May 21, 2002
Calvin Hits 100%
Perhaps the new John "Doc" DeVries Hall of Science at Calvin College is starting to pay dividends.
This week Calvin biology professor Peter Tigchelaar learned all 24 Calvin seniors who applied to medical, dental and podiatry school were accepted. That includes 21 students off to medical school in the fall, two to dental school and one to podiatry school. It is the first time in Tigchelaar's 25 years as a pre-med advisor that 100% of Calvin's applicants have been accepted. Most years the acceptance rate is between 80 and 85 percent, certainly a good number, says Tigchelaar, but not perfect.
Tigchelaar says a number of factors contributed to the surge this year, including DeVries Hall, an $18 million life sciences facility dedicated in the fall of 1999 (when this year's seniors were sophomores).
"This place is humming in the summer," he says of DeVries Hall. "Our students are involved in all kinds of research programs, working side-by-side with Calvin professors. They have full access to all the equipment, all of the labs. We hide nothing from them. Medical schools look at these kinds of experiences."
In fact, when the 70,000-square-foot DeVries Hall was dedicated the school noted that faculty and students in the Calvin sciences would have 60 percent more space for research. The extra space is paying off. And Calvin undergrads are the beneficiaries.
But the building is just a tool. Tigchelaar also credits the Calvin faculty and, of course, the students themselves.
"We work hard as advisors," he says, "but our students work a lot harder . They study together and inspire and push each other."
This year Calvin students had another avenue for preparation as they organized Calvin's first AMSA (American Medical Student Association) Chapter. The AMSA program is a nation-wide organization for pre-med and medical students that offers mentoring and direction for student who are pursuing or considering pursuing a career in the medical field.
Grand Rapids native Peter Knoester (above) helped organize the Chapter, an effort that led to him being named a recipient of a prestigious Arthur Ashe Jr. Sports Scholar Award in men's soccer by the publication Black Issues in Higher Education. The award recognizes student-athletes of color who have displayed significant accomplishment in athletics, academics and community service.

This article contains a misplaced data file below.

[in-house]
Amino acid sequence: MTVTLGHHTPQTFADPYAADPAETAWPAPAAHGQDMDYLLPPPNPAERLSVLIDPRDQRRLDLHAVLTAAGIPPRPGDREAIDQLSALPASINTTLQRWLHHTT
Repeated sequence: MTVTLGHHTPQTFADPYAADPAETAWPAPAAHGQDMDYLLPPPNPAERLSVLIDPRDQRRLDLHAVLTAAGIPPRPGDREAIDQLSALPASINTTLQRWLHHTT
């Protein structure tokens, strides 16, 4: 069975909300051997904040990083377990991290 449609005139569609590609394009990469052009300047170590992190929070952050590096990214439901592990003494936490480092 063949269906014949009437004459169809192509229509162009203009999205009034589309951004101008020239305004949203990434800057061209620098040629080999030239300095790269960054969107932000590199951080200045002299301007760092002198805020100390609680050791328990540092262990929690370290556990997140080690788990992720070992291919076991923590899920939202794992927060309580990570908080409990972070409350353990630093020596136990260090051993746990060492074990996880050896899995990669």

Knoester, says Tigchelaar, is a good representative of this year's senior class. A native of Grand Rapids and a graduate of Grand Rapids Christian High School, Knoester was a Calvin spanish major who will attend the University of Michigan Medical School in the fall, prior to a planned career in medical missions.
Those plans were inspired during a January 2001 trip to Ecuador for a Calvin course called "Exploring Medical Missons in Ecuador." While in the South American country, Knoester worked at the Hospital Vozandes Oriente, sorting medical supplies, pouring concrete for new hospital facilities and shadowing hospital doctors. During the term, Knoester spent two weeks living in the Ecuador jungle with two separate tribes of people. Knoester also has worked at Raybrook Manor Retirement Home and volunteered at the Alzheimer Unit at Porter Hills Presbyterian Village.
"Those kinds of experiences," says Tigchelaar, "are part of who we are as a liberal arts college. Our goal is to turn out intelligent, capable and well-rounded graduates."
Calvin officials note that the school has worked hard to attract smart, capable and well-rounded high school students. In fact, Calvin has increased its scholarships to top high school students in recent years. A recent study showed that in the state of Michigan this year the top three schools for National Merit Scholars were Michigan, Michigan State and Calvin.
Those efforts, says Tigchelaar, help Calvin come Commencement time.
Tigchelaar is not only excited for his students, but also for the hundreds of Calvin alumni already working locally, regionally and nationally in the health professions.
"I find this very encouraging news as the pre-med advisor," he says, "but I also think our many alumni in the medical professions will be heartened to know that the trails they blazed are being followed by a talented group of successors."